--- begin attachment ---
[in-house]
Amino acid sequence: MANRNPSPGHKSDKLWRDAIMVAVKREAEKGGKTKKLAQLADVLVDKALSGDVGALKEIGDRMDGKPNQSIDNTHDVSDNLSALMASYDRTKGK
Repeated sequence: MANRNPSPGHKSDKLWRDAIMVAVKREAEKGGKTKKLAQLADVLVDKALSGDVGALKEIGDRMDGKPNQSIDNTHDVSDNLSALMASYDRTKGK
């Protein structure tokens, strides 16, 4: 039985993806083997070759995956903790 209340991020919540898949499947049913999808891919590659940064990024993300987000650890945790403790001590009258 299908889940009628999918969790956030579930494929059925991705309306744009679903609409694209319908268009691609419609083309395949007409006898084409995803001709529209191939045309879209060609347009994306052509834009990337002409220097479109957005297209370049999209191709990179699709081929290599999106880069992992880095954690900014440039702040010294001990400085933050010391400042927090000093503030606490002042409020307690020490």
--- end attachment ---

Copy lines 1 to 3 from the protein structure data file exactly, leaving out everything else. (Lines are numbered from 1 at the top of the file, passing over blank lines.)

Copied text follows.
[in-house]
Amino acid sequence: MANRNPSPGHKSDKLWRDAIMVAVKREAEKGGKTKKLAQLADVLVDKALSGDVGALKEIGDRMDGKPNQSIDNTHDVSDNLSALMASYDRTKGK
Repeated sequence: MANRNPSPGHKSDKLWRDAIMVAVKREAEKGGKTKKLAQLADVLVDKALSGDVGALKEIGDRMDGKPNQSIDNTHDVSDNLSALMASYDRTKGK